That you may nurse and be satisfied
    from her consoling breast;
that you may drink deeply with delight
    from her glorious bosom. (Isaiah 66:11)

It’s a word that carries connotations of daintiness, of being pampered and indulged. God wants us to enjoy God… in a spiritual way that is comparable to how lovers enjoy one another.

This only makes sense; after all, this is the same God whom the mystics kept comparing to the bridegroom in that classic erotic poem, The Song of Songs!

Commit your way to the Lord.

But there’s more to the contemplative life than just indulging ourselves in the pleasures of God. The next step: make a commitment. A commitment to God, of course, but also a commitment of your way to God. Give your life to God. Let God direct your path, and lead you in all areas of your life. Is this easy to do? Of course not. And yet, this is the call of the contemplative life.

Be still before the Lord, and wait patiently for him.

Finally, we get to a verse that echoes a more famous verse in the Psalms, 46:10: “Be still and know that I am God.” But here we are not only enjoined to be still before God — obviously a very static concept — but also to wait patiently, suggesting that the stillness of contemplation is not something that we just devoted few seconds or a few minutes to, and then we’re done. This stillness will become a defining feature of the contemplative’s prayer life. Waiting — patiently waiting — is the heart of contemplative silence. It is the crowning spiritual practice of a holistic way of life that encompasses trust, delight, and commitment.

Putting Psalm 37 into practice.

So how do we put these four keys into action? And really, since two of them are “two-parters,” we could say there are six essential steps here: 1. Trust God; 2. Do good; 3. Take delight in God (yum!); 4. Commit your life to God; 5. Be still; 6. Wait patiently. Just a few thoughts:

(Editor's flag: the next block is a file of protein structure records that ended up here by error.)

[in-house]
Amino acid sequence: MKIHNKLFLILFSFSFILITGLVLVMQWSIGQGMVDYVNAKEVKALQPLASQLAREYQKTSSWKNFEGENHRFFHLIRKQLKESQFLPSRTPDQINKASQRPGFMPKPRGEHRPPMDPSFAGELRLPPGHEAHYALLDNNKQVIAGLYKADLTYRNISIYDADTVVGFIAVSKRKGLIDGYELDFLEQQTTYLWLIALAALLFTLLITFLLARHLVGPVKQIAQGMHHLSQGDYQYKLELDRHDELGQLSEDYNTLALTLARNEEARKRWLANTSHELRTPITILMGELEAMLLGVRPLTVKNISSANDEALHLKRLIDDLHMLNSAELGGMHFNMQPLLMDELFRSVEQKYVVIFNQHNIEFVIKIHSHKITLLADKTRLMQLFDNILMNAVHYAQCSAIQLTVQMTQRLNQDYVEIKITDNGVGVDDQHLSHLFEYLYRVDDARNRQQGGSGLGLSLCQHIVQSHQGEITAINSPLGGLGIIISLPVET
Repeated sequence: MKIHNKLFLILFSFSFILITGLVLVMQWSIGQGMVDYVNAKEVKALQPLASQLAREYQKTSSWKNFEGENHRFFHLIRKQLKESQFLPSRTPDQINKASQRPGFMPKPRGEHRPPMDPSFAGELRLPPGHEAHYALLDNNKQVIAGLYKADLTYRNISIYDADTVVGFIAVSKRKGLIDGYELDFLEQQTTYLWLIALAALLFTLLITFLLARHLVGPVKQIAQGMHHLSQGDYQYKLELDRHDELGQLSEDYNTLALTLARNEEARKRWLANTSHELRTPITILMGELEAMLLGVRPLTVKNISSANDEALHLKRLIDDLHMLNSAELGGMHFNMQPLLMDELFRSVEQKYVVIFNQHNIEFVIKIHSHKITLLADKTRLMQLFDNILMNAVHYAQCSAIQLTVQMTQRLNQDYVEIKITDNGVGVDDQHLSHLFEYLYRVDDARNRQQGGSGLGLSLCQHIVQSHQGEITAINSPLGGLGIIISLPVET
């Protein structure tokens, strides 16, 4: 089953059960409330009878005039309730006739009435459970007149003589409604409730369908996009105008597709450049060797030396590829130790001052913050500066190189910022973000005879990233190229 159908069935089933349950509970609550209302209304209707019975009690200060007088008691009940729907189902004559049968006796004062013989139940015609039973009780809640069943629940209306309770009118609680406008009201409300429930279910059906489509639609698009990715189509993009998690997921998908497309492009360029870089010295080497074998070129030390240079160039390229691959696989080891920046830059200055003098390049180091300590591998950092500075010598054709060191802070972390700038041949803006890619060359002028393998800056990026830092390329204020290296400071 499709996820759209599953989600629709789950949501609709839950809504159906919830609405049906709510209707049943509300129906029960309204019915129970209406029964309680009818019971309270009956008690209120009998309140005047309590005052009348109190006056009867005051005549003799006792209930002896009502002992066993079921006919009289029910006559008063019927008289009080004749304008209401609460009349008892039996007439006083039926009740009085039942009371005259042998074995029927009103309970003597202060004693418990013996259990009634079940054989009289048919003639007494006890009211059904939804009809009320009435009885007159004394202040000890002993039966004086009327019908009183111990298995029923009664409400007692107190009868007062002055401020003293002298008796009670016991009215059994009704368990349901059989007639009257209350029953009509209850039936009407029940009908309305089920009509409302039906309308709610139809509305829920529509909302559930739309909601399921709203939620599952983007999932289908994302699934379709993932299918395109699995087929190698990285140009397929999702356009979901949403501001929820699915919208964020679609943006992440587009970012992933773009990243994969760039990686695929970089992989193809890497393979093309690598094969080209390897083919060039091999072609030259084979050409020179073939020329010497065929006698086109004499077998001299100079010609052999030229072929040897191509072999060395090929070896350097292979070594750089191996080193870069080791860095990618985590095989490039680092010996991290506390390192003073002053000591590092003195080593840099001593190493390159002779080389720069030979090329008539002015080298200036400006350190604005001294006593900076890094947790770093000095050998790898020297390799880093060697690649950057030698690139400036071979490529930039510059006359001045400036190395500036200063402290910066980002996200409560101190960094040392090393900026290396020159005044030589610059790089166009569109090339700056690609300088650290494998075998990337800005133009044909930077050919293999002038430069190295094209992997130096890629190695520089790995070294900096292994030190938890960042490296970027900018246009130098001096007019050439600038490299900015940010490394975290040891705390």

First, I don’t know that there is any magic in the sequence. In truth, any of these steps is a lifetime challenge. Don’t feel like you have to wait until you have “mastered” trust before you can delight, or until your delight is satiated before you can make your ultimate commitment. You might be waiting for a very long time! I think the invitation here is to take each of these keys seriously, and to begin cultivating all of these spiritual commitments, more or less simultaneously. Cultivate trust. Cultivate goodness. Cultivate delight. Cultivate commitment. Cultivate stillness. And cultivate patient waiting.

Next, allow the process to be messy and imperfect. We all make mistakes, and so our journey into contemplation will likewise be rough around the edges. I know that I, for one, am not very good at trusting, I often fail to do good, I’m often too distracted or self-absorbed to truly delight in God, my commitment is spotty at best, and my waiting stillness tends to be full of distractions. But God does not ask perfection of us, rather simply faithfulness and perseverance. Don’t be discouraged, but rather keep returning to the contemplative call.

Finally, remember that the greatest of journeys begins with a single step. Just finding one way that you can exercise greater trust in God, or one good deed that you can accomplish, can get the process rolling. And keep taking steps, one step at a time. Be bold. Trust, do good, take delight, commit yourself. And then be still. And wait.

And breathe.